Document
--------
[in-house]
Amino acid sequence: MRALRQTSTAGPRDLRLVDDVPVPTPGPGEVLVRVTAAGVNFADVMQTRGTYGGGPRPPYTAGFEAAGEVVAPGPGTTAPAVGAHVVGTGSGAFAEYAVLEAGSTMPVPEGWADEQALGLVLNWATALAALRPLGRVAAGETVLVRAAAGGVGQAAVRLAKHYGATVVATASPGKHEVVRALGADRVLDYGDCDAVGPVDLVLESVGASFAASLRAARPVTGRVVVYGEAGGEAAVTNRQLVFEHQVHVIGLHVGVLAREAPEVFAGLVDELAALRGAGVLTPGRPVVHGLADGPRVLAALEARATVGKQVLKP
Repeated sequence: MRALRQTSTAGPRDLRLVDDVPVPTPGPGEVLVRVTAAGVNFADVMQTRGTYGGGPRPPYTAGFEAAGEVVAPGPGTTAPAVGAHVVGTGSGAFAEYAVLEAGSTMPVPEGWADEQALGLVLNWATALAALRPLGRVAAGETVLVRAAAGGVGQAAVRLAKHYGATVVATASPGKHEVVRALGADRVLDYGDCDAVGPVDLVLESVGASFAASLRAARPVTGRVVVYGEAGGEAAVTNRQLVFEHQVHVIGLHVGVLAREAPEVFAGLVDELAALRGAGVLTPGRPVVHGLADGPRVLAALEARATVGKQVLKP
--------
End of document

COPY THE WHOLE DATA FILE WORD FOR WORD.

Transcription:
[in-house]
Amino acid sequence: MRALRQTSTAGPRDLRLVDDVPVPTPGPGEVLVRVTAAGVNFADVMQTRGTYGGGPRPPYTAGFEAAGEVVAPGPGTTAPAVGAHVVGTGSGAFAEYAVLEAGSTMPVPEGWADEQALGLVLNWATALAALRPLGRVAAGETVLVRAAAGGVGQAAVRLAKHYGATVVATASPGKHEVVRALGADRVLDYGDCDAVGPVDLVLESVGASFAASLRAARPVTGRVVVYGEAGGEAAVTNRQLVFEHQVHVIGLHVGVLAREAPEVFAGLVDELAALRGAGVLTPGRPVVHGLADGPRVLAALEARATVGKQVLKP
Repeated sequence: MRALRQTSTAGPRDLRLVDDVPVPTPGPGEVLVRVTAAGVNFADVMQTRGTYGGGPRPPYTAGFEAAGEVVAPGPGTTAPAVGAHVVGTGSGAFAEYAVLEAGSTMPVPEGWADEQALGLVLNWATALAALRPLGRVAAGETVLVRAAAGGVGQAAVRLAKHYGATVVATASPGKHEVVRALGADRVLDYGDCDAVGPVDLVLESVGASFAASLRAARPVTGRVVVYGEAGGEAAVTNRQLVFEHQVHVIGLHVGVLAREAPEVFAGLVDELAALRGAGVLTPGRPVVHGLADGPRVLAALEARATVGKQVLKP